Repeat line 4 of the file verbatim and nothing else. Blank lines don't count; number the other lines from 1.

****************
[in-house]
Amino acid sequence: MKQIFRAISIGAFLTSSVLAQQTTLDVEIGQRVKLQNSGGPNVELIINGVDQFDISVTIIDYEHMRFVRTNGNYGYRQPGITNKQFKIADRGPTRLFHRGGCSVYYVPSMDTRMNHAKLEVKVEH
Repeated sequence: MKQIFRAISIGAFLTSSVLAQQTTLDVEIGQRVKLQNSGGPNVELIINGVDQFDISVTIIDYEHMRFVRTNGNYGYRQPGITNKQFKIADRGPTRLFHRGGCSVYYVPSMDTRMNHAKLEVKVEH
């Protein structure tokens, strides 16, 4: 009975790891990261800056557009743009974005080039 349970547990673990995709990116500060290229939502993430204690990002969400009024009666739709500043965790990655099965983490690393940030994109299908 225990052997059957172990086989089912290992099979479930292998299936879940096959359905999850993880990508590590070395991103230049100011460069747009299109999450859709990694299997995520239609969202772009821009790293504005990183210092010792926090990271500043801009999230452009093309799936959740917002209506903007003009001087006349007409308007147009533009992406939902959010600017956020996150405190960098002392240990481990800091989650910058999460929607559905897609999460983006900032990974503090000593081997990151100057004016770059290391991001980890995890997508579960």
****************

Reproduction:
């Protein structure tokens, strides 16, 4: 009975790891990261800056557009743009974005080039 349970547990673990995709990116500060290229939502993430204690990002969400009024009666739709500043965790990655099965983490690393940030994109299908 225990052997059957172990086989089912290992099979479930292998299936879940096959359905999850993880990508590590070395991103230049100011460069747009299109999450859709990694299997995520239609969202772009821009790293504005990183210092010792926090990271500043801009999230452009093309799936959740917002209506903007003009001087006349007409308007147009533009992406939902959010600017956020996150405190960098002392240990481990800091989650910058999460929607559905897609999460983006900032990974503090000593081997990151100057004016770059290391991001980890995890997508579960």